Hot summer helps butterflies bounce back

Numbers increase after years of decline.

The hot summer of 2013 has enabled UK butterflies to bounce back following a string of poor years, the world’s largest butterfly count has revealed. A record-breaking 46,000 people took part counting more than 830,000 butterflies and day-flying moths across the UK.

Long spells of warm sunny weather in July and August provided a much needed boost for our beleaguered butterflies with four times as many recorded during this year’s Big Butterfly Count than in 2012.

Washout 2012 was the worst year on record for butterflies and had followed a series of poor summers which had compounded the long-term declines of many UK butterflies.  But perfect conditions this summer saw butterflies boom with large numbers recorded across the UK’s gardens, parks, school playgrounds and countryside.

Butterfly spotters counted almost twice as many individuals (on average) compared with 2012. The whites did well, with both Large White and Small White numbers up by more than 300% while garden favourite the Small Tortoiseshell recorded its best Big Butterfly Count result yet.

Although the whites were very abundant it was the huge increase in Small Tortoiseshell and Peacock numbers that delighted the butterfly watching public. Both species have declined worryingly in recent years, but the Big Butterfly Count results are very promising, with Small Tortoiseshell numbers up by 388% compared to 2012 and Peacock numbers up by more than 3,500%.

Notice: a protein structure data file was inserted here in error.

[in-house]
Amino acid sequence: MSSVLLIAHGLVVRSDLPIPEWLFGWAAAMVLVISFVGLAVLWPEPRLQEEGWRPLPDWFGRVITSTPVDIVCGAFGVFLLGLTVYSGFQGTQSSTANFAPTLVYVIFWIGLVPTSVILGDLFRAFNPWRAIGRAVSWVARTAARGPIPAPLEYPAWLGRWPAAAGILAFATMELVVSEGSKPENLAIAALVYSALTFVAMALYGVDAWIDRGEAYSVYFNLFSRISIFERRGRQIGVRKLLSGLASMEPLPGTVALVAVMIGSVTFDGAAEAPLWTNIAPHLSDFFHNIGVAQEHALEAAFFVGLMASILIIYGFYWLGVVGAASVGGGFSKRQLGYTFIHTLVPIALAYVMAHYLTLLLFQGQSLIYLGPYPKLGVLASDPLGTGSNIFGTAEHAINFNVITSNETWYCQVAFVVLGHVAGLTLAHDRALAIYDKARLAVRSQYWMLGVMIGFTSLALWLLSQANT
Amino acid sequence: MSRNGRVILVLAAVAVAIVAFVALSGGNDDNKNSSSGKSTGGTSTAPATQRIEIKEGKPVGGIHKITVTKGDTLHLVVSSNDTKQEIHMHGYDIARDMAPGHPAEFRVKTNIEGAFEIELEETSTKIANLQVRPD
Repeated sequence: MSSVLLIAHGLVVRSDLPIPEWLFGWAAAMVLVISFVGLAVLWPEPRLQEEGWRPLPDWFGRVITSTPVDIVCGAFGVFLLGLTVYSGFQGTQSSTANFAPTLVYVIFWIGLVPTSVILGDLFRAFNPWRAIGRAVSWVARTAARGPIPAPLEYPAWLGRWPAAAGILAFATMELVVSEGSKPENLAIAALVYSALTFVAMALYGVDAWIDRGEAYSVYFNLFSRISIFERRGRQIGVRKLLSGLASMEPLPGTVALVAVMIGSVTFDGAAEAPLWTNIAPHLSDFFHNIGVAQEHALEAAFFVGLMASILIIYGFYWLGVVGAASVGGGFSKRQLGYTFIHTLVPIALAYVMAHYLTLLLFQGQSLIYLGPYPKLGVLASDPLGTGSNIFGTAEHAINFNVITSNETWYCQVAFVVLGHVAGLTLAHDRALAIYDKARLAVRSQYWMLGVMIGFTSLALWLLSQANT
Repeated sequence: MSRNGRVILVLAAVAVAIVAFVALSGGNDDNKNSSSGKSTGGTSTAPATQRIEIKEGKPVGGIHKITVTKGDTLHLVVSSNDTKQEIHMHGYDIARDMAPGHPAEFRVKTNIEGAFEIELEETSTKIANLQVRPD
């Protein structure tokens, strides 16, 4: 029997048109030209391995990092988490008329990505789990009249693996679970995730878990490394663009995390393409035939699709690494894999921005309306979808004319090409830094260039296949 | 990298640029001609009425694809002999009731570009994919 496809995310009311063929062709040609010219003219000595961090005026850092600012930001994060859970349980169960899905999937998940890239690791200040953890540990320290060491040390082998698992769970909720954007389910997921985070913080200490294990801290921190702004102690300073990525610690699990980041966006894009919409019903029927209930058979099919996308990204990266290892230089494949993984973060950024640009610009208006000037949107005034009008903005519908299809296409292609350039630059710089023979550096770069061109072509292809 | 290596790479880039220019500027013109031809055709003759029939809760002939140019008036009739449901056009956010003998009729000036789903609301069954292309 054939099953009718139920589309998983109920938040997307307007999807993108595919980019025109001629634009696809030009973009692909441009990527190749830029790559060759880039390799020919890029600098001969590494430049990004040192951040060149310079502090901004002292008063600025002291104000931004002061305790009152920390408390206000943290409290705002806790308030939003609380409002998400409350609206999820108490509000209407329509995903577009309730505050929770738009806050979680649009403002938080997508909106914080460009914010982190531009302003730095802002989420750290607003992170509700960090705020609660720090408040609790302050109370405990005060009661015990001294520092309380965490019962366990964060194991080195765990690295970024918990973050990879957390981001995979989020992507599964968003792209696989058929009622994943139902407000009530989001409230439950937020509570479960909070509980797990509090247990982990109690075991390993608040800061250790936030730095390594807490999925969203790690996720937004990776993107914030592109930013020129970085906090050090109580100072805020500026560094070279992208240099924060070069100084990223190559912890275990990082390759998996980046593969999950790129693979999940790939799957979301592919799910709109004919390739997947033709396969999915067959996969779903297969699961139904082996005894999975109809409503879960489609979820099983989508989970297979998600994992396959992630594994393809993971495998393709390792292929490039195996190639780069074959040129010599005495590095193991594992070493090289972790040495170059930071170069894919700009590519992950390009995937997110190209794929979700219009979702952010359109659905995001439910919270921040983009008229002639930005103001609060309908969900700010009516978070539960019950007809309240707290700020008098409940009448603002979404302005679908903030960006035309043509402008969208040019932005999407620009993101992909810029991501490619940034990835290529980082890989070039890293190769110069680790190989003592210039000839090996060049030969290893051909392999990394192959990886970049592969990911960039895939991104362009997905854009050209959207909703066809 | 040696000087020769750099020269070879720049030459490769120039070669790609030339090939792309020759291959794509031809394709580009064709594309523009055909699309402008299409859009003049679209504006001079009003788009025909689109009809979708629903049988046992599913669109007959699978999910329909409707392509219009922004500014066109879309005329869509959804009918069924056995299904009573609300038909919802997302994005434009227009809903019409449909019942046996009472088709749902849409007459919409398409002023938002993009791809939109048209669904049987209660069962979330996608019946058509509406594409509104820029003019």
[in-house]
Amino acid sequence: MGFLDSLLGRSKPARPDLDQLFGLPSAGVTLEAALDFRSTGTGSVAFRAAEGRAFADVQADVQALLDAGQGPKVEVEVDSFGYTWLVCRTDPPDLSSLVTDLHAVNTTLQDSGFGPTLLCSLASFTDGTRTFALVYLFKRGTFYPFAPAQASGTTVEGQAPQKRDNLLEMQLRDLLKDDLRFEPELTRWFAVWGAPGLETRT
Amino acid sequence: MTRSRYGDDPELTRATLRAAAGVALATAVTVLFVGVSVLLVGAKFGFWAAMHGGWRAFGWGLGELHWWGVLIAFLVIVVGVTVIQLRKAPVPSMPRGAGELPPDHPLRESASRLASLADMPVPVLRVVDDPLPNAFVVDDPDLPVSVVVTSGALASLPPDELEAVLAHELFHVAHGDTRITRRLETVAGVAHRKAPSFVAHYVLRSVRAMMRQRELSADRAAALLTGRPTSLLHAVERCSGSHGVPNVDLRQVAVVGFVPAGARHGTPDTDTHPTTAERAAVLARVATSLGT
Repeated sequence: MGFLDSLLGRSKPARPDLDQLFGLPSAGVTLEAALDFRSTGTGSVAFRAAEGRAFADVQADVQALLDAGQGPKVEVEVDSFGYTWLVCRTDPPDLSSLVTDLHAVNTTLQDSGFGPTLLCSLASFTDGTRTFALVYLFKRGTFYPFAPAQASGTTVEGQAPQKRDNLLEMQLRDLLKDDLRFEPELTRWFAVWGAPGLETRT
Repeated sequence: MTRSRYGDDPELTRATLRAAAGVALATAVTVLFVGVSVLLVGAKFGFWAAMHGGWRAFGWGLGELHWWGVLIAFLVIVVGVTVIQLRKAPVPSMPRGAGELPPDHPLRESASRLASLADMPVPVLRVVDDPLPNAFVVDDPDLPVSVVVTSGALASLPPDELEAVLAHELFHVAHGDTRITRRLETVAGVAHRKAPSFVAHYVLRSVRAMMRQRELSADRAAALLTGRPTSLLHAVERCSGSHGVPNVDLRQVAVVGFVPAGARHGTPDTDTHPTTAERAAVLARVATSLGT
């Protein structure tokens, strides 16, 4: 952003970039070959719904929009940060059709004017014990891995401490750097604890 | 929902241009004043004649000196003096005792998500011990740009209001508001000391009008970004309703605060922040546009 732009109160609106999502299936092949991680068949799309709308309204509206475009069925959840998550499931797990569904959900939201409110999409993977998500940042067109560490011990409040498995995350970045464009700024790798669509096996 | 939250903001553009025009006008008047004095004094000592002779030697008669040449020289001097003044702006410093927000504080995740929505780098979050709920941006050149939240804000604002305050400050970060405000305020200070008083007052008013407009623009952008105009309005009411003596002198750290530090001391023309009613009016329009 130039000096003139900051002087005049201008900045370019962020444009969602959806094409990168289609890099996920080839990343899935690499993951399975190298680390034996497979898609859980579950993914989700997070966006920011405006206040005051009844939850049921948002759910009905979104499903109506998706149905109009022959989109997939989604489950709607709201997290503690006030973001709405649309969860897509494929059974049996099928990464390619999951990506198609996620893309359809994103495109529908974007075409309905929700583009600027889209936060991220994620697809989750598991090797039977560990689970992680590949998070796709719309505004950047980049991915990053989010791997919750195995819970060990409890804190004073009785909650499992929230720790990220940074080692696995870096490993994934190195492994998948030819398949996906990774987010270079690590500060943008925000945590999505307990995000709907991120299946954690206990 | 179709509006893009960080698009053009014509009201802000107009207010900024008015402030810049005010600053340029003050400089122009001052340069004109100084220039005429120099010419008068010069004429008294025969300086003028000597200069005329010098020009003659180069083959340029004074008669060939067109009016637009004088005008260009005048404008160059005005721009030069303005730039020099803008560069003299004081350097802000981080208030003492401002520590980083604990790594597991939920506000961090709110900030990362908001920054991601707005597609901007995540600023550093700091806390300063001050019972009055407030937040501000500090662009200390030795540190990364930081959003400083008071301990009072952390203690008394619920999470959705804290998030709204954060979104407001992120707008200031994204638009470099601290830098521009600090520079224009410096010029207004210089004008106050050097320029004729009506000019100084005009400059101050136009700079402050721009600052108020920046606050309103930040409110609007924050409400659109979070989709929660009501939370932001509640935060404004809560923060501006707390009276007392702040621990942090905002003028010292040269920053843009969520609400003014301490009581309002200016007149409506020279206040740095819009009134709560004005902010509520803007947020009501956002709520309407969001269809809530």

In all, 15 of the 21 Big Butterfly Count species increased in 2013 compared with the previous year, and 12 of these were up by at least 50%. The warm weather has seen an increase of migrants from the continent with Clouded Yellow, Painted Lady and Silver Y moth seen in impressive numbers. The Long-tailed Blue, a rare migrant from the Continent, has also been reported along the south coast of England, from Devon to Suffolk during August.

Butterfly Conservation Surveys Manager Richard Fox said: “It has been a truly memorable summer for butterflies, a wonderful spectacle for the many thousands of people who’ve helped with the Big Butterfly Count and a lifeline to the UK’s hard pressed butterfly populations.

“It reminds us that butterflies are resilient and will thrive given good weather and suitable habitats. The problem facing UK butterflies is not the notoriously variable weather but the way that humans manage the landscape. The record-breaking support for this year’s Big Butterfly Count shows the public is concerned about wildlife and willing to do something to help stem their long-term declines.”

Results can be found at